Hugh Jackman hopes his film will enchant new audiences
- Stars: Hugh Jackman, Russell Crowe, Anne Hathaway, Amanda Seyfried, Helena Bonham Carter, Sacha Baron Cohen.
- Director: Tom Hooper
- Rating: M
- Reviewer's last word: Tom Hooper's musical masterpiece has rewritten the book on film adaptations of stage musicals. Stand-out performances, both in terms of acting and singing, from the entire cast. Bring a box of tissues for this emotional ride through revolutionary France.
ONE of the nicest guys in Hollywood is on his way to winning his first Oscar.
Hugh Jackman is a shoe-in for an Oscar nomination, if not an award, for his emotional portrayal of criminal turned adoptive father Jean Valjean in Les Miserables.
Despite boasting an all-star cast including Anne Hathaway, Russell Crowe, Amanda Seyfried and Eddie Redmayne, the first ever feature film adaptation of the long-running stage musical was a risk, says Jackman.
"I know what was at risk, not just for the creative people involved but for the business side of it.
"It's an expensive big movie and there's a lot of empirical data that will tell you 'don't make it, most don't work', so it's a big risk for everybody," he said.
"I'm a person who likes to have a go at things… (I like) the idea of being part of a movie that's really not meant to work but does."
Jackman certainly worked for the lead role of Jean Valjean.
Les Miserables producer Cameron Mackintosh originally wanted him for the role of Javert.
"I said to him 'I think Jean Valjean is the role for me'," he said.
"I went in and said 'I want to audition and I want to show you what I can do'.
"Russell is perfect (as Javert). He's so much better for the part."
Across decades Valjean and Javert play a cat-and-mouse game after Valjean skips out on his parole and starts a new life.
He becomes a successful businessman and through a series of tragic circumstances pledges to adopt and care for his former employee Fantine's daughter Cosette.
It's a role to which Jackman, as a father spending weeks at a time apart from his family during filming, felt a strong emotional connection.
"It's a beautiful part of the story, in the second half of the book, when he meets Cosette," Jackman said.
"Like (author) Victor Hugo says, there was this lightning bolt of realization for the first time he ever experienced love.
"I've experienced love of course being in love with Deb, your parents and brothers, all of that, but the love for a child is something so strong. The gravitational pull of it is so massive."
New radio microphones allowed the cast to sing live during their scenes, a groundbreaking approach to the musical film genre.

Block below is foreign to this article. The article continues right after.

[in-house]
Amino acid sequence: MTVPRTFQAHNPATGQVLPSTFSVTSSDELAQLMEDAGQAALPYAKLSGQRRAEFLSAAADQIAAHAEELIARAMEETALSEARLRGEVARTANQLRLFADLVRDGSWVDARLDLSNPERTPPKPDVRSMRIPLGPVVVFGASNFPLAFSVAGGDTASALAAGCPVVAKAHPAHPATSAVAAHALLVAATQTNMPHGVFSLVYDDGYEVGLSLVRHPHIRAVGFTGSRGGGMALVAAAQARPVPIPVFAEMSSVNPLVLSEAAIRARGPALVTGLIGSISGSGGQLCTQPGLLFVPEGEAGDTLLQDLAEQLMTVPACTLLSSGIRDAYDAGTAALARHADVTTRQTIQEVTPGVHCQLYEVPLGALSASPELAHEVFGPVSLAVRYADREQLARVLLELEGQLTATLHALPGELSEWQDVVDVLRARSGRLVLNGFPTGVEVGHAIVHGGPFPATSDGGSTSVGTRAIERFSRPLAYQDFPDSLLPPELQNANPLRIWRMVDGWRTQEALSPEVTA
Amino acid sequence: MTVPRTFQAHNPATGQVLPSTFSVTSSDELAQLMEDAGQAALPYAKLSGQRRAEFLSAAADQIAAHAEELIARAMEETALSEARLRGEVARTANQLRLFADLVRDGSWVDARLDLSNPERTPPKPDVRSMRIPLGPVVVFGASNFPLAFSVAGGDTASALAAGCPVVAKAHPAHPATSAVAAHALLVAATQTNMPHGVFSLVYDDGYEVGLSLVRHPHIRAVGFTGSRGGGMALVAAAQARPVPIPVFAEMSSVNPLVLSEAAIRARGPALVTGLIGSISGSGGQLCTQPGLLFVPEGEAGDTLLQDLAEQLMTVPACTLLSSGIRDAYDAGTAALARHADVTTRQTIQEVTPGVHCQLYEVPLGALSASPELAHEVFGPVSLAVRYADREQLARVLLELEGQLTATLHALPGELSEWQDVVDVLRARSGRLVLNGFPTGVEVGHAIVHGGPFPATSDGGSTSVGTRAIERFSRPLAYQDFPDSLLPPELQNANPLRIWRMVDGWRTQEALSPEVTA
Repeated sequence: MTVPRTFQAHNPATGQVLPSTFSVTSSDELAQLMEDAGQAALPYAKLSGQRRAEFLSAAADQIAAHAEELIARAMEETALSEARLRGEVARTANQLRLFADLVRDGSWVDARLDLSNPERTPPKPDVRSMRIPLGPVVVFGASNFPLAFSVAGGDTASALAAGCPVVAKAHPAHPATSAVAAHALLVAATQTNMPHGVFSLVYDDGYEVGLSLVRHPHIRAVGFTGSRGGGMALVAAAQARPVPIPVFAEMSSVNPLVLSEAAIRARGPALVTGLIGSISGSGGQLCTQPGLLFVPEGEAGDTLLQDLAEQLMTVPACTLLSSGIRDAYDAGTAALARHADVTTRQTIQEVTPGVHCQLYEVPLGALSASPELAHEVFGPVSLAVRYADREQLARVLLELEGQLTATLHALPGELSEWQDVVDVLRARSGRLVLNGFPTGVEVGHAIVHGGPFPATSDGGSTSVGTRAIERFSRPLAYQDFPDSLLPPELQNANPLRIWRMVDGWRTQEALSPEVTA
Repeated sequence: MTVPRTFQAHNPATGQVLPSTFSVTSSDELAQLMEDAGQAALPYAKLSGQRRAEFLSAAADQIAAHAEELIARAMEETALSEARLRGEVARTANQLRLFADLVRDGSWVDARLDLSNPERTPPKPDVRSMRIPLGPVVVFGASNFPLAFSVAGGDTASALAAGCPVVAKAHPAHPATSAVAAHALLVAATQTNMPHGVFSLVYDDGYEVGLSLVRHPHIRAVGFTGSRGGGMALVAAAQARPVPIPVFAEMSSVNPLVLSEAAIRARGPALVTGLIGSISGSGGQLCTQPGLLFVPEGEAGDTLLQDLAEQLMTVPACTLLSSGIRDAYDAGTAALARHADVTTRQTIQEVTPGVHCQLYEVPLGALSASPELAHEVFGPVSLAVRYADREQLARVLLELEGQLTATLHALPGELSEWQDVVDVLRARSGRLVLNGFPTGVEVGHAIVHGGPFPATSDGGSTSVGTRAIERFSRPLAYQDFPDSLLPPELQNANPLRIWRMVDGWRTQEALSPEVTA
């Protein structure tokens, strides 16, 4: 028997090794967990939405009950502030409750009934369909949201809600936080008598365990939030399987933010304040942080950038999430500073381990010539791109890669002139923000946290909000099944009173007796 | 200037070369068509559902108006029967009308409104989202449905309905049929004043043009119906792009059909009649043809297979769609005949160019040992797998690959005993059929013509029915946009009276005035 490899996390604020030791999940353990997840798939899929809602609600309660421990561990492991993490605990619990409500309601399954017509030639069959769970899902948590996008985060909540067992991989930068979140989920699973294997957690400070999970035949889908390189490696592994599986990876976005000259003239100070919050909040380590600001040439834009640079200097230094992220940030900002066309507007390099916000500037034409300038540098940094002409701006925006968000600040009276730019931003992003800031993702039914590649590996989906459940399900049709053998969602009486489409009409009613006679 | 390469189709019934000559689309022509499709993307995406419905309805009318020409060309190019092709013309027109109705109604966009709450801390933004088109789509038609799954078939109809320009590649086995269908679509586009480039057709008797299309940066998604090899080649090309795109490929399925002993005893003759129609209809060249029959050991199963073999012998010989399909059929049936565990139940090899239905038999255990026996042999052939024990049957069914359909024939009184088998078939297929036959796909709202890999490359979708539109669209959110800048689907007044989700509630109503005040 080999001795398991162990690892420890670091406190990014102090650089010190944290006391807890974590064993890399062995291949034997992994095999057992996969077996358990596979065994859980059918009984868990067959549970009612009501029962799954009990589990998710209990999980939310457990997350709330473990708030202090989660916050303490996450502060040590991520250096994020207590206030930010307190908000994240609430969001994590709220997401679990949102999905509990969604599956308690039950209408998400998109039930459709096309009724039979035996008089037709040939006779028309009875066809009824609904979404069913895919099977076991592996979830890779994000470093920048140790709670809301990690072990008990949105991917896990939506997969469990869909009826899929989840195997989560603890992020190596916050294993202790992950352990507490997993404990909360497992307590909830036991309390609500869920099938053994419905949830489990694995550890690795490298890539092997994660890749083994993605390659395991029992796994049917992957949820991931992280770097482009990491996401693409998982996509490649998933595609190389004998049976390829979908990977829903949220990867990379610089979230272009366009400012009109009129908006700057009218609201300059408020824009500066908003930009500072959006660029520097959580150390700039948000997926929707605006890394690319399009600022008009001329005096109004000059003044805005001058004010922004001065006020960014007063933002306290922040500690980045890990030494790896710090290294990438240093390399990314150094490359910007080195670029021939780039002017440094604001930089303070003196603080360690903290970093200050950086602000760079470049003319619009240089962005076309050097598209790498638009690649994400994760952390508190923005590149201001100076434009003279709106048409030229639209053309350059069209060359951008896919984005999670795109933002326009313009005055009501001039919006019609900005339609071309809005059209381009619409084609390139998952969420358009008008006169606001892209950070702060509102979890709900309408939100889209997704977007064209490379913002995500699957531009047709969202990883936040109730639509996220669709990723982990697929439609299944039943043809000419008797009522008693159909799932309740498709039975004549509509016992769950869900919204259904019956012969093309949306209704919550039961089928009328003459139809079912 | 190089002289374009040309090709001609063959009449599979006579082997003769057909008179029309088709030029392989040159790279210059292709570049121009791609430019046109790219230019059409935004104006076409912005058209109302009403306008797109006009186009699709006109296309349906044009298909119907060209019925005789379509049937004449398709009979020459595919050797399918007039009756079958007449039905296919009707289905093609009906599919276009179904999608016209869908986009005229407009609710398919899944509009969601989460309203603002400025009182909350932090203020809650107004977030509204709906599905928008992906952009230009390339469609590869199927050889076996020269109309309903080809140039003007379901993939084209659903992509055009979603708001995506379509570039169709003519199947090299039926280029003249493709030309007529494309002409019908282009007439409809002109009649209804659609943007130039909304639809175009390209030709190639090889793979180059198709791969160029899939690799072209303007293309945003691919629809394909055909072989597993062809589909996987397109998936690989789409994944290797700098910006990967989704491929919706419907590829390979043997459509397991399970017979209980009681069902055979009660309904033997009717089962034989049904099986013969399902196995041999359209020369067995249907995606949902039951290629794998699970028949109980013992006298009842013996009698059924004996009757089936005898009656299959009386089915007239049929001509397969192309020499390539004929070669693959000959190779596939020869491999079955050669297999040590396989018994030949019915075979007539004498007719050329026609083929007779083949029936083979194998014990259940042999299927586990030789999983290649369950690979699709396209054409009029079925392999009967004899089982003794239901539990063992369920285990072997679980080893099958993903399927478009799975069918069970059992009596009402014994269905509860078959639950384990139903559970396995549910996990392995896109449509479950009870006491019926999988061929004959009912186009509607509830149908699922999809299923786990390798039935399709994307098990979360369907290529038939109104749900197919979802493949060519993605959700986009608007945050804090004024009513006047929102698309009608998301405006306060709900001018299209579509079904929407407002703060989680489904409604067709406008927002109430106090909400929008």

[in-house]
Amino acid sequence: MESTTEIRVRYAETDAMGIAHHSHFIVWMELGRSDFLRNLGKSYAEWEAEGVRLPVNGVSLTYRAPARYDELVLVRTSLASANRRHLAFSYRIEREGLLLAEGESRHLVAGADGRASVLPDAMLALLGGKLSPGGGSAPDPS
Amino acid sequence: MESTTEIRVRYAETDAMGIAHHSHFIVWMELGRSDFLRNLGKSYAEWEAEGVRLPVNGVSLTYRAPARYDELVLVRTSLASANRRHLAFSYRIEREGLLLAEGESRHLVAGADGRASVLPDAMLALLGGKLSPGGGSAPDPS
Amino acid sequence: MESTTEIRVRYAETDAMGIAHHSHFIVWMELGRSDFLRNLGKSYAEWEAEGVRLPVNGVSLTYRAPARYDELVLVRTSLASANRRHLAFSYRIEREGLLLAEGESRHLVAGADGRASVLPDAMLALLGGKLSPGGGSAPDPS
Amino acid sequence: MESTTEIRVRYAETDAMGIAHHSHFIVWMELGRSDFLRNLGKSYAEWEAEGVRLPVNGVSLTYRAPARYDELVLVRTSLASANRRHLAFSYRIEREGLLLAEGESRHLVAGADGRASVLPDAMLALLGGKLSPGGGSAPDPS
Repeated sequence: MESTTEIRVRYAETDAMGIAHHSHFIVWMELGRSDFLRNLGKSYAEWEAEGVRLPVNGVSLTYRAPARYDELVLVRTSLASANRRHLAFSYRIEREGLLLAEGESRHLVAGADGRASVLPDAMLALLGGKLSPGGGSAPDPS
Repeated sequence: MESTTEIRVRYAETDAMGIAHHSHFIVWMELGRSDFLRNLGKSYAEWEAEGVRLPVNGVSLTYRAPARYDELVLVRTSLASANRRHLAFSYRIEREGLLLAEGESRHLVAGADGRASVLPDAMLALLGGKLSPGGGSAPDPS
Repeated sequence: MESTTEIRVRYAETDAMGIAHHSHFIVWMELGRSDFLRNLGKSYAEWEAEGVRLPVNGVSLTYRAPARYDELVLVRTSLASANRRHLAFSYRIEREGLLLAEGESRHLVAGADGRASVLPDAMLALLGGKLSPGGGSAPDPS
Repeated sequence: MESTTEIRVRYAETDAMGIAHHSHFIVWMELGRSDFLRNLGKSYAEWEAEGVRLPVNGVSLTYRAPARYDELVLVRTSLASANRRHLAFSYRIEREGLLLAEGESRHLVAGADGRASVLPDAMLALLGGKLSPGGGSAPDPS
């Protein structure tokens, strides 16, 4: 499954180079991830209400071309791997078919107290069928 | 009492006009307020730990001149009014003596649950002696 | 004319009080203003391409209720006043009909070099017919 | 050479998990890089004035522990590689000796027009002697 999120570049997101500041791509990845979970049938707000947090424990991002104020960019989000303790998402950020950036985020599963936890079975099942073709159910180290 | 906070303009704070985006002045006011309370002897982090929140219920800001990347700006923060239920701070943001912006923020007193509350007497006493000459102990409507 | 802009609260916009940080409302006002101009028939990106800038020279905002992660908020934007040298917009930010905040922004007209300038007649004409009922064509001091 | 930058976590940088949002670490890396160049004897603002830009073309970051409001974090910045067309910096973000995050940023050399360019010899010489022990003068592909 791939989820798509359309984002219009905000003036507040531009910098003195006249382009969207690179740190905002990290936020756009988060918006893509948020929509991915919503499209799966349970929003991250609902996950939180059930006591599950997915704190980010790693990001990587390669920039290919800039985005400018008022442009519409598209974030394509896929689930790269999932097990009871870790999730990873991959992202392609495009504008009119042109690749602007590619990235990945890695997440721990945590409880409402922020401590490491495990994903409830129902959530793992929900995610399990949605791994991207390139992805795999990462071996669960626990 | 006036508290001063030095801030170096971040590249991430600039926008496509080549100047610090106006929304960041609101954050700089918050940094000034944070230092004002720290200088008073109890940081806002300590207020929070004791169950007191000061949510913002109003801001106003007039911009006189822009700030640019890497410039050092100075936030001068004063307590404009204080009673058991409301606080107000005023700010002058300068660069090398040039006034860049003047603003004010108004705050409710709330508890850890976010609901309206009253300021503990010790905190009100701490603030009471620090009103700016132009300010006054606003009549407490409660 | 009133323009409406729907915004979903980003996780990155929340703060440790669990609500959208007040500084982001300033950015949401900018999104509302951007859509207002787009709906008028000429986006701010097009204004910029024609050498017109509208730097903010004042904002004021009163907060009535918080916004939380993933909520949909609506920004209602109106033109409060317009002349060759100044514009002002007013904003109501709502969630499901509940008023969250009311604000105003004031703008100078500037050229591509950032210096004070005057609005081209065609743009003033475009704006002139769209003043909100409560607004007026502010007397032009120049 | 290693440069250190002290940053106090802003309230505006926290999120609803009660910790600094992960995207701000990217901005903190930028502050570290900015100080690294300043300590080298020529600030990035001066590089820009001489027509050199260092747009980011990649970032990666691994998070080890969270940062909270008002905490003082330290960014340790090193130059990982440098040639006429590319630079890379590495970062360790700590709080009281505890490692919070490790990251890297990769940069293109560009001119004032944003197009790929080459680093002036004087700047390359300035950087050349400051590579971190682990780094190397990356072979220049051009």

Jackman was not only singing for 12 hours a day, but training for two to three hours as well to portray Valjean's renowned physical strength.
"It was, on many levels, physically as challenging as I've ever been through but emotionally even more so," he said.
"Emotionally, I'm going to places I've probably never had to go to as an actor and that's almost every song.
"It's not like there's any 'I'm walking down the street to a dinner party' song. There's no easy singing in this.
"Every scene there's something massive going on."
It's the role some would say Jackman was born to play.
"I've done movies and I've done musicals and I've been wanting to combine the two," he said.
"I don't think I ever would have dreamed it would be this because it is just such an incredible musical.
"For years I was way too young to play it anyway, so I'm glad they waited 27 years to do it.
"It certainly felt like an opportunity of a lifetime."
Jackman hopes the film will bring Victor Hugo's story to an entirely new audience.
"I've done quite a few musicals and I like musicals but I'm not what you'd call a musical theatre junkie," he said.
"I get it. I understand why some people don't like it, because if you go to a bad musical it stinks to high heaven.
"So I love nothing more than if someone comes and goes 'I was dragged along and I thought I was going to hate it and I really loved it'. I think in the same way that opera is timeless all great musicals are timeless.
"The story is ultimately about yes we have regrets, yes there's pain and there's some really shitty times in life but there is ultimately hope, there is love and there is the human spirit which transcends that.
"At the end of the day no matter what you've done or what you think you've done, if you're with the people you love at the end of it all then it's ok."
Les Miserables opens on Boxing Day.
- Quirky fact: Hathaway's real-life hairdresser, disguised in costume, cuts off her long locks in Les Miserables.
- Best known for: The Devil Wears Prada, The Princess Diaries, The Dark Knight Rises.
- If you like this movie you'll like these: Chicago, Dreamgirls, Moulin Rogue!
- Quote: "I look my best after an entire hair and makeup team has spent hours perfecting me. When do I feel my best? When I haven't looked in a mirror for days, and I'm doing things that make me happy."